Went with Vonage and have had it for about 3+ years now. Am on the $9.99 for life plan and love it! Only draw back to that plan is no international calling. Don't know a soul overseas anyway, so no biggie!!
Have it setup BEHIND router, which is where ANY VOiP adapter should be anyway, ans QOS is awesome!!

Have cell phone for backup, even though I don't get that great of a signal in my house with it.

Couldn't fathom using a POTS line again!
--
The Firefox alternative.
»www.mozilla.org/projects/seamonkey/


acensor

join:2000-05-05
Ashland, OR
reply to lineofsight

said by lineofsight:

During a power outage, the cell towers are on battery backup.
So is the Telco central office. (or generator)

t

Yup. Knew that. During Sandy many cellphone towers exceeded their backup battery life. But for that matter the POTS Telco central offices were probably down in some places too. Of course you can't protect against EVERYthing... and if hit by something like Sandy, loss of your phone service might be he LEAST of your worries. ;-(

Point is, nice to have at least two very different lines of communication..... or maybe three ... for all the "what ifs."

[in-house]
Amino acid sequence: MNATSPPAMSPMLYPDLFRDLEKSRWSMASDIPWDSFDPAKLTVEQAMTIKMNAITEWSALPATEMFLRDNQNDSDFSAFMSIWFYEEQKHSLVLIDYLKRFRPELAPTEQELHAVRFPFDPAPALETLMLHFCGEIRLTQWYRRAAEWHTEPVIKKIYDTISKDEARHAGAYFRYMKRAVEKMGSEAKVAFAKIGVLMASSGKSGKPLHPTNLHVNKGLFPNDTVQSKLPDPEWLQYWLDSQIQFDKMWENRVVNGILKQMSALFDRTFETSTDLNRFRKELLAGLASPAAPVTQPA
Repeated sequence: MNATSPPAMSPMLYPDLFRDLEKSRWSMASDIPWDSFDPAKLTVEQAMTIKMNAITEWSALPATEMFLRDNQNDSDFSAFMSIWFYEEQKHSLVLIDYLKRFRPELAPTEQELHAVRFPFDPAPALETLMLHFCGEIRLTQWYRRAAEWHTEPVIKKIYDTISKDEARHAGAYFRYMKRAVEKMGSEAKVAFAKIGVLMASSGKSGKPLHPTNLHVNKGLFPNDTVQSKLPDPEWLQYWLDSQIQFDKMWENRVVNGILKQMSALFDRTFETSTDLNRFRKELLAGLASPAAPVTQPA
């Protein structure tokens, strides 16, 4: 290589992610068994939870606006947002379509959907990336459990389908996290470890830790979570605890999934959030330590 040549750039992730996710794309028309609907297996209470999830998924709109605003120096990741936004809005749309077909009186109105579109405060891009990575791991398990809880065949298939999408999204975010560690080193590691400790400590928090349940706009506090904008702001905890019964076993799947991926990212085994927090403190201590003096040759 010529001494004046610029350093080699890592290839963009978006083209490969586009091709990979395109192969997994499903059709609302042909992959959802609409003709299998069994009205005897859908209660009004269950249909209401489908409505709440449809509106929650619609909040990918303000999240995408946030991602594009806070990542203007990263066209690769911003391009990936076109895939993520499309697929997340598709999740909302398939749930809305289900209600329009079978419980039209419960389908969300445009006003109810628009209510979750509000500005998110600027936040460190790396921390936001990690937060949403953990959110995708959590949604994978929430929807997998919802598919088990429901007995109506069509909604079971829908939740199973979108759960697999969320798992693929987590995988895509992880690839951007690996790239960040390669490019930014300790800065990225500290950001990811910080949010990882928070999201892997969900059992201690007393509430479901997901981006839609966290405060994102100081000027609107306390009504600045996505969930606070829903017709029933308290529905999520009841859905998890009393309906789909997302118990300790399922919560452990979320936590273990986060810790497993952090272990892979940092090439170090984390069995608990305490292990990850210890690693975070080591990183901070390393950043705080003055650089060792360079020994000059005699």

Yeah, Interent can go down, so can cell-phone, and probably last the POTS line..... but chance of all three going down at the same time are WAY less than any one going down.

Guess if I were a hard core survivalist type I'd get a ham radio and/or a sattelite phone too if I could afford. Just got to draw a line somewhere on cost and complexity you're willing to incurr for "what if."

Alex
--
Alex C.

rd1144

join:2009-02-26
Denver, NC
reply to acensor

Get a Obi Device and google voice. Way Cheaper than Ooma!

»www.obihai.com/googlevoice.html

Obi100 = $39.99 on Amazon.com
Google Voice = Free again for 2013
911 service through CallCentric = $1.50/month, configured for second line on Obi100
Port existing Landline to T-mobile pre-paid = $10 for 30 min plan and SIM
Port T-mobile pre-paid to Google Voice = $20